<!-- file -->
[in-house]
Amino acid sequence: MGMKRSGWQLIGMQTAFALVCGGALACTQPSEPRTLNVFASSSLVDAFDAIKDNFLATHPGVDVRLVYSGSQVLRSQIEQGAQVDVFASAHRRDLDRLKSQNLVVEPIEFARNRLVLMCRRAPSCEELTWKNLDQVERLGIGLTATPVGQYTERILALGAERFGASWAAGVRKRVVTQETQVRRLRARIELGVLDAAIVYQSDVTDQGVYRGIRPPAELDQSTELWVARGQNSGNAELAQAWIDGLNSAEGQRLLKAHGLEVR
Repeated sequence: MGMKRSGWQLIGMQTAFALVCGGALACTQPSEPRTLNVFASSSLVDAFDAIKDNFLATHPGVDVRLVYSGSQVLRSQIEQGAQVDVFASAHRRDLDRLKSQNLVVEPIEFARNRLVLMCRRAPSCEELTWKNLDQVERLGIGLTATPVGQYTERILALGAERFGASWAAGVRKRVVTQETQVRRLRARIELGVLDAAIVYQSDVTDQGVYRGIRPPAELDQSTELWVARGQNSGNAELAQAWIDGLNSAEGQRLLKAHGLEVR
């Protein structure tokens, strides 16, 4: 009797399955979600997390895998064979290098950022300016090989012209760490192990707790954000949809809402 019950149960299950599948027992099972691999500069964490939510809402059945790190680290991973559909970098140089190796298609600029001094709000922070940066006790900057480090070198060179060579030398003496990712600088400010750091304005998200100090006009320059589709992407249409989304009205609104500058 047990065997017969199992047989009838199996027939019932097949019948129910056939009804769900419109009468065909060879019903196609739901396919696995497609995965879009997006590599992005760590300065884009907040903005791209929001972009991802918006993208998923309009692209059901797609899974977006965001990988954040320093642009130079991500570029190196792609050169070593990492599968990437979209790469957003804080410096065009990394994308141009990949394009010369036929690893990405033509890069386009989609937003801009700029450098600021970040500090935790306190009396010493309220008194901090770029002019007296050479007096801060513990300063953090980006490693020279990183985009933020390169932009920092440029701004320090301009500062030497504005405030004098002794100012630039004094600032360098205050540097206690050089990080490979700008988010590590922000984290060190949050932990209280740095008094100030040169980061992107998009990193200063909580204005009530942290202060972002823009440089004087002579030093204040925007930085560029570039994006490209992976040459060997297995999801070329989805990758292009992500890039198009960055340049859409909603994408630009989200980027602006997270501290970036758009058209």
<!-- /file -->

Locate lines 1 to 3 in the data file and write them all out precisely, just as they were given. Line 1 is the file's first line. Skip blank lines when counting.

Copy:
[in-house]
Amino acid sequence: MGMKRSGWQLIGMQTAFALVCGGALACTQPSEPRTLNVFASSSLVDAFDAIKDNFLATHPGVDVRLVYSGSQVLRSQIEQGAQVDVFASAHRRDLDRLKSQNLVVEPIEFARNRLVLMCRRAPSCEELTWKNLDQVERLGIGLTATPVGQYTERILALGAERFGASWAAGVRKRVVTQETQVRRLRARIELGVLDAAIVYQSDVTDQGVYRGIRPPAELDQSTELWVARGQNSGNAELAQAWIDGLNSAEGQRLLKAHGLEVR
Repeated sequence: MGMKRSGWQLIGMQTAFALVCGGALACTQPSEPRTLNVFASSSLVDAFDAIKDNFLATHPGVDVRLVYSGSQVLRSQIEQGAQVDVFASAHRRDLDRLKSQNLVVEPIEFARNRLVLMCRRAPSCEELTWKNLDQVERLGIGLTATPVGQYTERILALGAERFGASWAAGVRKRVVTQETQVRRLRARIELGVLDAAIVYQSDVTDQGVYRGIRPPAELDQSTELWVARGQNSGNAELAQAWIDGLNSAEGQRLLKAHGLEVR